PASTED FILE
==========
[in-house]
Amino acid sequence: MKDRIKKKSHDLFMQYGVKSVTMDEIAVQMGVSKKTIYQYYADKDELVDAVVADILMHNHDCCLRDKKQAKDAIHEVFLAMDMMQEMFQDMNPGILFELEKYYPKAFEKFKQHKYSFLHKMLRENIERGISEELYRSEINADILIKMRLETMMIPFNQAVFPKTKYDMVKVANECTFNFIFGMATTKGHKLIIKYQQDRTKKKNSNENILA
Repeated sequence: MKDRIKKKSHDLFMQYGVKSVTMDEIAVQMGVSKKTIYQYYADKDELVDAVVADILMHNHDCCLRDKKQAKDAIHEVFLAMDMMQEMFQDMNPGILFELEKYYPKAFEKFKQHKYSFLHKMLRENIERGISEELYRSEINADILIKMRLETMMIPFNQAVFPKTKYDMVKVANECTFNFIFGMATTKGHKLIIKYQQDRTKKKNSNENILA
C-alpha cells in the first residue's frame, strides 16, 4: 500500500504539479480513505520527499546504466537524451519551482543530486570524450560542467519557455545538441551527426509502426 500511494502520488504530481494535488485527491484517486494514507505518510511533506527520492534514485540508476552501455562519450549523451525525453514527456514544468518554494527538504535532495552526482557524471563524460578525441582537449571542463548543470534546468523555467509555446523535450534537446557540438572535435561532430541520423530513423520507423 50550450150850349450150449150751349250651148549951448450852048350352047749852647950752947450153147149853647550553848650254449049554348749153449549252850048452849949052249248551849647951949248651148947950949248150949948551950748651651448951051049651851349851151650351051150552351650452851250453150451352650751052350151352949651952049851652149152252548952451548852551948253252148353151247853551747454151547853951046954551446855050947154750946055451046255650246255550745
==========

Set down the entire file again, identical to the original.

[in-house]
Amino acid sequence: MKDRIKKKSHDLFMQYGVKSVTMDEIAVQMGVSKKTIYQYYADKDELVDAVVADILMHNHDCCLRDKKQAKDAIHEVFLAMDMMQEMFQDMNPGILFELEKYYPKAFEKFKQHKYSFLHKMLRENIERGISEELYRSEINADILIKMRLETMMIPFNQAVFPKTKYDMVKVANECTFNFIFGMATTKGHKLIIKYQQDRTKKKNSNENILA
Repeated sequence: MKDRIKKKSHDLFMQYGVKSVTMDEIAVQMGVSKKTIYQYYADKDELVDAVVADILMHNHDCCLRDKKQAKDAIHEVFLAMDMMQEMFQDMNPGILFELEKYYPKAFEKFKQHKYSFLHKMLRENIERGISEELYRSEINADILIKMRLETMMIPFNQAVFPKTKYDMVKVANECTFNFIFGMATTKGHKLIIKYQQDRTKKKNSNENILA
C-alpha cells in the first residue's frame, strides 16, 4: 500500500504539479480513505520527499546504466537524451519551482543530486570524450560542467519557455545538441551527426509502426 500511494502520488504530481494535488485527491484517486494514507505518510511533506527520492534514485540508476552501455562519450549523451525525453514527456514544468518554494527538504535532495552526482557524471563524460578525441582537449571542463548543470534546468523555467509555446523535450534537446557540438572535435561532430541520423530513423520507423 50550450150850349450150449150751349250651148549951448450852048350352047749852647950752947450153147149853647550553848650254449049554348749153449549252850048452849949052249248551849647951949248651148947950949248150949948551950748651651448951051049651851349851151650351051150552351650452851250453150451352650751052350151352949651952049851652149152252548952451548852551948253252148353151247853551747454151547853951046954551446855050947154750946055451046255650246255550745